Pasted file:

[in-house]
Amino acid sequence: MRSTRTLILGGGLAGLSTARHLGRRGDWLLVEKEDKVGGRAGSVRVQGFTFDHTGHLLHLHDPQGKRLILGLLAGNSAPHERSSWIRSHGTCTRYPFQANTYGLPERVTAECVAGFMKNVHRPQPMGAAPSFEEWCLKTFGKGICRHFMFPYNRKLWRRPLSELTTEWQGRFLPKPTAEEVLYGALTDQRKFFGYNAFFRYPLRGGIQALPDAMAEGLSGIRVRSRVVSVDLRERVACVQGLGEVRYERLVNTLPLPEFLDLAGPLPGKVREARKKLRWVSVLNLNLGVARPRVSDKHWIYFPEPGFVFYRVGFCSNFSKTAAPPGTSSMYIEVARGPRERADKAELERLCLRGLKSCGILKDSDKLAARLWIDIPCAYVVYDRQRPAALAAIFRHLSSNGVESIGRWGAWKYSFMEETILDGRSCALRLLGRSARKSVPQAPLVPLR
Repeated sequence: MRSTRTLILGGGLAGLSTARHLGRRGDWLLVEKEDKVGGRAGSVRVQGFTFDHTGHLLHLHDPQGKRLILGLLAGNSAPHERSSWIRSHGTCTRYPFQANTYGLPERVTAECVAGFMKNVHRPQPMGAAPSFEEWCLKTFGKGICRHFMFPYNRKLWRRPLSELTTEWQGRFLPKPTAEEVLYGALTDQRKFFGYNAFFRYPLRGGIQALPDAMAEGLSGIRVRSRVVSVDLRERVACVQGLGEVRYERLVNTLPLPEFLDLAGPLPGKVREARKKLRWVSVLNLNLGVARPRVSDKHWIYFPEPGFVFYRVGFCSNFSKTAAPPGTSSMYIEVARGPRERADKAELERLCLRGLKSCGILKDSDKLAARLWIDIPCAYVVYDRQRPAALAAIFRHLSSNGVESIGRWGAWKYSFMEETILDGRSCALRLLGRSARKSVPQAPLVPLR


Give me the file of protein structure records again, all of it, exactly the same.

[in-house]
Amino acid sequence: MRSTRTLILGGGLAGLSTARHLGRRGDWLLVEKEDKVGGRAGSVRVQGFTFDHTGHLLHLHDPQGKRLILGLLAGNSAPHERSSWIRSHGTCTRYPFQANTYGLPERVTAECVAGFMKNVHRPQPMGAAPSFEEWCLKTFGKGICRHFMFPYNRKLWRRPLSELTTEWQGRFLPKPTAEEVLYGALTDQRKFFGYNAFFRYPLRGGIQALPDAMAEGLSGIRVRSRVVSVDLRERVACVQGLGEVRYERLVNTLPLPEFLDLAGPLPGKVREARKKLRWVSVLNLNLGVARPRVSDKHWIYFPEPGFVFYRVGFCSNFSKTAAPPGTSSMYIEVARGPRERADKAELERLCLRGLKSCGILKDSDKLAARLWIDIPCAYVVYDRQRPAALAAIFRHLSSNGVESIGRWGAWKYSFMEETILDGRSCALRLLGRSARKSVPQAPLVPLR
Repeated sequence: MRSTRTLILGGGLAGLSTARHLGRRGDWLLVEKEDKVGGRAGSVRVQGFTFDHTGHLLHLHDPQGKRLILGLLAGNSAPHERSSWIRSHGTCTRYPFQANTYGLPERVTAECVAGFMKNVHRPQPMGAAPSFEEWCLKTFGKGICRHFMFPYNRKLWRRPLSELTTEWQGRFLPKPTAEEVLYGALTDQRKFFGYNAFFRYPLRGGIQALPDAMAEGLSGIRVRSRVVSVDLRERVACVQGLGEVRYERLVNTLPLPEFLDLAGPLPGKVREARKKLRWVSVLNLNLGVARPRVSDKHWIYFPEPGFVFYRVGFCSNFSKTAAPPGTSSMYIEVARGPRERADKAELERLCLRGLKSCGILKDSDKLAARLWIDIPCAYVVYDRQRPAALAAIFRHLSSNGVESIGRWGAWKYSFMEETILDGRSCALRLLGRSARKSVPQAPLVPLR